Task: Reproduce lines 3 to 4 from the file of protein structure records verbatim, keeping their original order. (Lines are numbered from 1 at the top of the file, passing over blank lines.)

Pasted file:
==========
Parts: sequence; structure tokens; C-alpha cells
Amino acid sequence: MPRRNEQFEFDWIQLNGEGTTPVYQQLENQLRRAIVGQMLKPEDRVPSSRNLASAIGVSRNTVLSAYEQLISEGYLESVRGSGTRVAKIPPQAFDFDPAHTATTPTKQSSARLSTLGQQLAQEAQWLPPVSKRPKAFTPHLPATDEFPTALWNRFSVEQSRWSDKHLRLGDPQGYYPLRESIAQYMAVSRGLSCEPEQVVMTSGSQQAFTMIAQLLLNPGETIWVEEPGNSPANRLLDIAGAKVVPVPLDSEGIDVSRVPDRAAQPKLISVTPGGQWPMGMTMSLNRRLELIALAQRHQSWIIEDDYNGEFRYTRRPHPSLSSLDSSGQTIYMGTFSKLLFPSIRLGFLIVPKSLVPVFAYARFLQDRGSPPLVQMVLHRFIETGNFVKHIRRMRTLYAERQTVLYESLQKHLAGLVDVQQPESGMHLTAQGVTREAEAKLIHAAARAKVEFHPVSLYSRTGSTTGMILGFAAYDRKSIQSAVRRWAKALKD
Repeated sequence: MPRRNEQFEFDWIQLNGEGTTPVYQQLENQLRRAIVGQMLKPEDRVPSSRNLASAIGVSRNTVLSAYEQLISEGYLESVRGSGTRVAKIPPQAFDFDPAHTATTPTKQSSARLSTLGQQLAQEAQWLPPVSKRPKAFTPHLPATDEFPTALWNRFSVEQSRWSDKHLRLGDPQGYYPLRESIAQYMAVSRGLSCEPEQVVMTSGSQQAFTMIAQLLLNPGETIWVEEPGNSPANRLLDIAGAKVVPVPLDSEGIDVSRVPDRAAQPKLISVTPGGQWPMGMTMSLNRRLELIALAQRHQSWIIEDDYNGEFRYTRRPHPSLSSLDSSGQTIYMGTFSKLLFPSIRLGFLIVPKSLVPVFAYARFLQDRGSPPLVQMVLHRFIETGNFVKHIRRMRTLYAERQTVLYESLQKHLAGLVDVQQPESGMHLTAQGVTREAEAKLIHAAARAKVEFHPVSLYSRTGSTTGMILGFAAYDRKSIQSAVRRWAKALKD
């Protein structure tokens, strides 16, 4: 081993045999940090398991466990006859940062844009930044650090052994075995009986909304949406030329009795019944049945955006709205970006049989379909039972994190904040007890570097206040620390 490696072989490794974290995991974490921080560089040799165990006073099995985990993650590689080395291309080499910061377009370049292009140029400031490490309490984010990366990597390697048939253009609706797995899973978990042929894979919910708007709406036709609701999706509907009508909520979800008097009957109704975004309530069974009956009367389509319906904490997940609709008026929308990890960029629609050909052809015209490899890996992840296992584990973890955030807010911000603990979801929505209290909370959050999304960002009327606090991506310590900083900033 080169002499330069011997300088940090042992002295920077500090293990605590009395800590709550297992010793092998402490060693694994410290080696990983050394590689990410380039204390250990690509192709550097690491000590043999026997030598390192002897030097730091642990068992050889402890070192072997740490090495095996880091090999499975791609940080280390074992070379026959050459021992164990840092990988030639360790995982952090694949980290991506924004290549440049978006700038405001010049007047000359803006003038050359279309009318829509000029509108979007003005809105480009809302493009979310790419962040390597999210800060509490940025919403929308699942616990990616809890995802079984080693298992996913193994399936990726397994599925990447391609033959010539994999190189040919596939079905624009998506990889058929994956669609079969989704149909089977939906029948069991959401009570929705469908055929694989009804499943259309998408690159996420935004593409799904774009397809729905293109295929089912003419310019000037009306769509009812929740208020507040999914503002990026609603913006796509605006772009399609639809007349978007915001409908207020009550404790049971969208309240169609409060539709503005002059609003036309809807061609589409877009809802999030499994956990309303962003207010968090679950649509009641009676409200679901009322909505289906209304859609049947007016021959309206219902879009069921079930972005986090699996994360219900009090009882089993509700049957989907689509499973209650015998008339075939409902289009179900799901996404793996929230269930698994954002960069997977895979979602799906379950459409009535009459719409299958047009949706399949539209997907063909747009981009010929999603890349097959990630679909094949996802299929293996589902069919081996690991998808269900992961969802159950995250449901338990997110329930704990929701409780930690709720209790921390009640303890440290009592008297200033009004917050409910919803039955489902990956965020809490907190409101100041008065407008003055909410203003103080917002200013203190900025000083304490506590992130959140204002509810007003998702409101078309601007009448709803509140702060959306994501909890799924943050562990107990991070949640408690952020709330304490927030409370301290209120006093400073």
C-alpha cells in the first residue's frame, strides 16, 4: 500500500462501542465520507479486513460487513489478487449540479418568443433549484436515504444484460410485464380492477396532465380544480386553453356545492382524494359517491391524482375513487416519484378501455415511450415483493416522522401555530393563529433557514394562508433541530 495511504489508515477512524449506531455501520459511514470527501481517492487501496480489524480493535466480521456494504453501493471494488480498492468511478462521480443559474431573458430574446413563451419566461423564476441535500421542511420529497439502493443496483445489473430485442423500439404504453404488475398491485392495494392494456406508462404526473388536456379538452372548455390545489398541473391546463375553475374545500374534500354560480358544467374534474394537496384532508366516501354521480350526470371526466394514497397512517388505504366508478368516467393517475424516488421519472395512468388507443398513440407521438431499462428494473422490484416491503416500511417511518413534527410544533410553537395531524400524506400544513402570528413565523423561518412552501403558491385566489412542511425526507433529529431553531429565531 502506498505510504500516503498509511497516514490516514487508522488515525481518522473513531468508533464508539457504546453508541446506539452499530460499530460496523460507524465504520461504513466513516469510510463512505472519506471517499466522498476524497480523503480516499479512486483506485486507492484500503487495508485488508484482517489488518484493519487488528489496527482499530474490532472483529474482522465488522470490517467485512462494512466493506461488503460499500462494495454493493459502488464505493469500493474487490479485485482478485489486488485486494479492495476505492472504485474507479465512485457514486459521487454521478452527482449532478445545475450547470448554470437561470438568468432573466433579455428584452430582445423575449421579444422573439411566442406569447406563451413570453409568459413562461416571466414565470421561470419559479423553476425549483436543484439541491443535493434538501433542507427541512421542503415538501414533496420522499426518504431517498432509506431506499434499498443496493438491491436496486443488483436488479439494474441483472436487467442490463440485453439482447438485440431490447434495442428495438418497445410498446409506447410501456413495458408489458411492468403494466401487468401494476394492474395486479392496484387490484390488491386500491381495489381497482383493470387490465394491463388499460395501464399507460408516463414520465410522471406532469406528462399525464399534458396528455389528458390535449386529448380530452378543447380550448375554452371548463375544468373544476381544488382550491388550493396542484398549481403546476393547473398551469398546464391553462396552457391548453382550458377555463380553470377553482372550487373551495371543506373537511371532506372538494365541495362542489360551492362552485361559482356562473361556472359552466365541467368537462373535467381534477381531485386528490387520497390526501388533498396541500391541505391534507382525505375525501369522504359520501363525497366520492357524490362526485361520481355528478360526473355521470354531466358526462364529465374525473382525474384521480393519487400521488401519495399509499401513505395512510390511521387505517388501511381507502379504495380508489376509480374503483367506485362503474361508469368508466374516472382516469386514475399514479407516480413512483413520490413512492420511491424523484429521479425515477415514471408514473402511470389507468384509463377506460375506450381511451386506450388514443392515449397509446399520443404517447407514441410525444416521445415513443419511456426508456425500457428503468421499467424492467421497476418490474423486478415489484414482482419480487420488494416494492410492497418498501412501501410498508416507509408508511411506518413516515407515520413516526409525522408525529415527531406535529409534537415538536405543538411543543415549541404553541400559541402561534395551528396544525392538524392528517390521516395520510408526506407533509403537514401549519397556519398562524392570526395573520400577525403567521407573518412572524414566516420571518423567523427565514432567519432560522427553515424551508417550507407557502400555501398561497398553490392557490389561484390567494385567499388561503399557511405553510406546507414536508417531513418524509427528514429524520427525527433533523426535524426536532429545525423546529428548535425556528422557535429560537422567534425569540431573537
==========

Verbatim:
Repeated sequence: MPRRNEQFEFDWIQLNGEGTTPVYQQLENQLRRAIVGQMLKPEDRVPSSRNLASAIGVSRNTVLSAYEQLISEGYLESVRGSGTRVAKIPPQAFDFDPAHTATTPTKQSSARLSTLGQQLAQEAQWLPPVSKRPKAFTPHLPATDEFPTALWNRFSVEQSRWSDKHLRLGDPQGYYPLRESIAQYMAVSRGLSCEPEQVVMTSGSQQAFTMIAQLLLNPGETIWVEEPGNSPANRLLDIAGAKVVPVPLDSEGIDVSRVPDRAAQPKLISVTPGGQWPMGMTMSLNRRLELIALAQRHQSWIIEDDYNGEFRYTRRPHPSLSSLDSSGQTIYMGTFSKLLFPSIRLGFLIVPKSLVPVFAYARFLQDRGSPPLVQMVLHRFIETGNFVKHIRRMRTLYAERQTVLYESLQKHLAGLVDVQQPESGMHLTAQGVTREAEAKLIHAAARAKVEFHPVSLYSRTGSTTGMILGFAAYDRKSIQSAVRRWAKALKD
């Protein structure tokens, strides 16, 4: 081993045999940090398991466990006859940062844009930044650090052994075995009986909304949406030329009795019944049945955006709205970006049989379909039972994190904040007890570097206040620390 490696072989490794974290995991974490921080560089040799165990006073099995985990993650590689080395291309080499910061377009370049292009140029400031490490309490984010990366990597390697048939253009609706797995899973978990042929894979919910708007709406036709609701999706509907009508909520979800008097009957109704975004309530069974009956009367389509319906904490997940609709008026929308990890960029629609050909052809015209490899890996992840296992584990973890955030807010911000603990979801929505209290909370959050999304960002009327606090991506310590900083900033 080169002499330069011997300088940090042992002295920077500090293990605590009395800590709550297992010793092998402490060693694994410290080696990983050394590689990410380039204390250990690509192709550097690491000590043999026997030598390192002897030097730091642990068992050889402890070192072997740490090495095996880091090999499975791609940080280390074992070379026959050459021992164990840092990988030639360790995982952090694949980290991506924004290549440049978006700038405001010049007047000359803006003038050359279309009318829509000029509108979007003005809105480009809302493009979310790419962040390597999210800060509490940025919403929308699942616990990616809890995802079984080693298992996913193994399936990726397994599925990447391609033959010539994999190189040919596939079905624009998506990889058929994956669609079969989704149909089977939906029948069991959401009570929705469908055929694989009804499943259309998408690159996420935004593409799904774009397809729905293109295929089912003419310019000037009306769509009812929740208020507040999914503002990026609603913006796509605006772009399609639809007349978007915001409908207020009550404790049971969208309240169609409060539709503005002059609003036309809807061609589409877009809802999030499994956990309303962003207010968090679950649509009641009676409200679901009322909505289906209304859609049947007016021959309206219902879009069921079930972005986090699996994360219900009090009882089993509700049957989907689509499973209650015998008339075939409902289009179900799901996404793996929230269930698994954002960069997977895979979602799906379950459409009535009459719409299958047009949706399949539209997907063909747009981009010929999603890349097959990630679909094949996802299929293996589902069919081996690991998808269900992961969802159950995250449901338990997110329930704990929701409780930690709720209790921390009640303890440290009592008297200033009004917050409910919803039955489902990956965020809490907190409101100041008065407008003055909410203003103080917002200013203190900025000083304490506590992130959140204002509810007003998702409101078309601007009448709803509140702060959306994501909890799924943050562990107990991070949640408690952020709330304490927030409370301290209120006093400073």